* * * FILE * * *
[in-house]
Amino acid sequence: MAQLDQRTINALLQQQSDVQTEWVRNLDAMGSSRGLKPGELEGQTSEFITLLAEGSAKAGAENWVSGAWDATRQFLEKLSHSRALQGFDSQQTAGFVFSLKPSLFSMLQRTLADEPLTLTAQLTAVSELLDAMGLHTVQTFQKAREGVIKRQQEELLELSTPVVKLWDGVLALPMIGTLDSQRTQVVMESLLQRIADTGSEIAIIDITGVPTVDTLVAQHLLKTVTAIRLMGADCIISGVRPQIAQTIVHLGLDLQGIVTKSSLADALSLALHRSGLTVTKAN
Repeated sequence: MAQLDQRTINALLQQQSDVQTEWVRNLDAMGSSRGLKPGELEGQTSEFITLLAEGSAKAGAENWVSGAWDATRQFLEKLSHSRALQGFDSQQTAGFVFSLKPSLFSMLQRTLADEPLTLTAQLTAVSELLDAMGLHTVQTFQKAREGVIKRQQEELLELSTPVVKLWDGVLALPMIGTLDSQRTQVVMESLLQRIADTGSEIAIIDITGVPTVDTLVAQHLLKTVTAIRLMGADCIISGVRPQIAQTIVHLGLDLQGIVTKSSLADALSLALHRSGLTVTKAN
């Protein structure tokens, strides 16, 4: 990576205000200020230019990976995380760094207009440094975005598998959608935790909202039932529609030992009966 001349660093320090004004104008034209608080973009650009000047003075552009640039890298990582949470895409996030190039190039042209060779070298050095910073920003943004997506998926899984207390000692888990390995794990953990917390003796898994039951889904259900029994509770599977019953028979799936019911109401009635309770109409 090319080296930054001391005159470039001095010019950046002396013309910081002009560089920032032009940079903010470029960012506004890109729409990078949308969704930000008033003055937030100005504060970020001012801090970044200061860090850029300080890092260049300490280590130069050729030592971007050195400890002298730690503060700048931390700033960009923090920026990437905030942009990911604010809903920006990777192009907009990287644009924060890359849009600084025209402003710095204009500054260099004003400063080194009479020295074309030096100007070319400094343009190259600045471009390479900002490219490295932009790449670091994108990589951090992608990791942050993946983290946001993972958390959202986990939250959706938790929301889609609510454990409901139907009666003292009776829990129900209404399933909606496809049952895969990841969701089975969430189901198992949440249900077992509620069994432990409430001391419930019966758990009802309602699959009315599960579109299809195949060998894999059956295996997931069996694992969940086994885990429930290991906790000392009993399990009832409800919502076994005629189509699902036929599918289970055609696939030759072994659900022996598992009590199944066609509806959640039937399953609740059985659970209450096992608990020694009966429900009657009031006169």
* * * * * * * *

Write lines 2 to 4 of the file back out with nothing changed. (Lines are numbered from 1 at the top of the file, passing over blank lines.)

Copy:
Amino acid sequence: MAQLDQRTINALLQQQSDVQTEWVRNLDAMGSSRGLKPGELEGQTSEFITLLAEGSAKAGAENWVSGAWDATRQFLEKLSHSRALQGFDSQQTAGFVFSLKPSLFSMLQRTLADEPLTLTAQLTAVSELLDAMGLHTVQTFQKAREGVIKRQQEELLELSTPVVKLWDGVLALPMIGTLDSQRTQVVMESLLQRIADTGSEIAIIDITGVPTVDTLVAQHLLKTVTAIRLMGADCIISGVRPQIAQTIVHLGLDLQGIVTKSSLADALSLALHRSGLTVTKAN
Repeated sequence: MAQLDQRTINALLQQQSDVQTEWVRNLDAMGSSRGLKPGELEGQTSEFITLLAEGSAKAGAENWVSGAWDATRQFLEKLSHSRALQGFDSQQTAGFVFSLKPSLFSMLQRTLADEPLTLTAQLTAVSELLDAMGLHTVQTFQKAREGVIKRQQEELLELSTPVVKLWDGVLALPMIGTLDSQRTQVVMESLLQRIADTGSEIAIIDITGVPTVDTLVAQHLLKTVTAIRLMGADCIISGVRPQIAQTIVHLGLDLQGIVTKSSLADALSLALHRSGLTVTKAN
């Protein structure tokens, strides 16, 4: 990576205000200020230019990976995380760094207009440094975005598998959608935790909202039932529609030992009966 001349660093320090004004104008034209608080973009650009000047003075552009640039890298990582949470895409996030190039190039042209060779070298050095910073920003943004997506998926899984207390000692888990390995794990953990917390003796898994039951889904259900029994509770599977019953028979799936019911109401009635309770109409 090319080296930054001391005159470039001095010019950046002396013309910081002009560089920032032009940079903010470029960012506004890109729409990078949308969704930000008033003055937030100005504060970020001012801090970044200061860090850029300080890092260049300490280590130069050729030592971007050195400890002298730690503060700048931390700033960009923090920026990437905030942009990911604010809903920006990777192009907009990287644009924060890359849009600084025209402003710095204009500054260099004003400063080194009479020295074309030096100007070319400094343009190259600045471009390479900002490219490295932009790449670091994108990589951090992608990791942050993946983290946001993972958390959202986990939250959706938790929301889609609510454990409901139907009666003292009776829990129900209404399933909606496809049952895969990841969701089975969430189901198992949440249900077992509620069994432990409430001391419930019966758990009802309602699959009315599960579109299809195949060998894999059956295996997931069996694992969940086994885990429930290991906790000392009993399990009832409800919502076994005629189509699902036929599918289970055609696939030759072994659900022996598992009590199944066609509806959640039937399953609740059985659970209450096992608990020694009966429900009657009031006169």